Competition in Bidding Markets
The OECD Competition Committee debated competition in bidding markets in October 2006. Competition authorities become interested in auctions by a number of routes. In competition advocacy, they may advise other parts of government on how to design auctions in order to improve their efficiency—the degree of competition. They may evaluate mergers and agreements between firms that operate in auction markets. And they may be concerned with collusion and abuse of a dominant position in auctions. Because their formal rules reduce “noise” and make communication among rivals easier, auctions can promote collusion, compared with ordinary “posted-price” markets. But an auction can be designed to reduce collusion or concerted practices or to promote participation. Thus, the design of an auction can be the object of lobbying pressure. Auctioneers can also behave strategically, choosing auction formats or practices that favour competition. Two fundamental prescriptions for effective auction design follow from the theoretical literature: Induce bidders to truthfully reveal their valuations by making what they pay not depend entirely on what they bid, and maximize the information available to each participant before he bids.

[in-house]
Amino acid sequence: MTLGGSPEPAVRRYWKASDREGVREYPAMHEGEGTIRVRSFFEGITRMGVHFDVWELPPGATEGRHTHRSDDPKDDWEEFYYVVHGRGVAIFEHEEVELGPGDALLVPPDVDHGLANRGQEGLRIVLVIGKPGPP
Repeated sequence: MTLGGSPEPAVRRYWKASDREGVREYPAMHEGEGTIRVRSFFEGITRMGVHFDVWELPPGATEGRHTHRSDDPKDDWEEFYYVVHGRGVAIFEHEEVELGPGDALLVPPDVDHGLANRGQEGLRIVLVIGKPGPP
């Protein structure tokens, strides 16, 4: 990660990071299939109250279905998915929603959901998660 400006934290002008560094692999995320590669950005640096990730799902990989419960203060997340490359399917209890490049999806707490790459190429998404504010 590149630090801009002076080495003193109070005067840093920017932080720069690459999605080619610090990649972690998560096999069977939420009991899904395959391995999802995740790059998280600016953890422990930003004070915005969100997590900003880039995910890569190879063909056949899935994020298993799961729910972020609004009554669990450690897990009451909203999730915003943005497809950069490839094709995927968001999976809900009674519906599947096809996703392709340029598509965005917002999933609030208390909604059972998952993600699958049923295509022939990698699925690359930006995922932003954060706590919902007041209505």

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Volume (Year): 10 (2010)
Issue (Month): 1 ()
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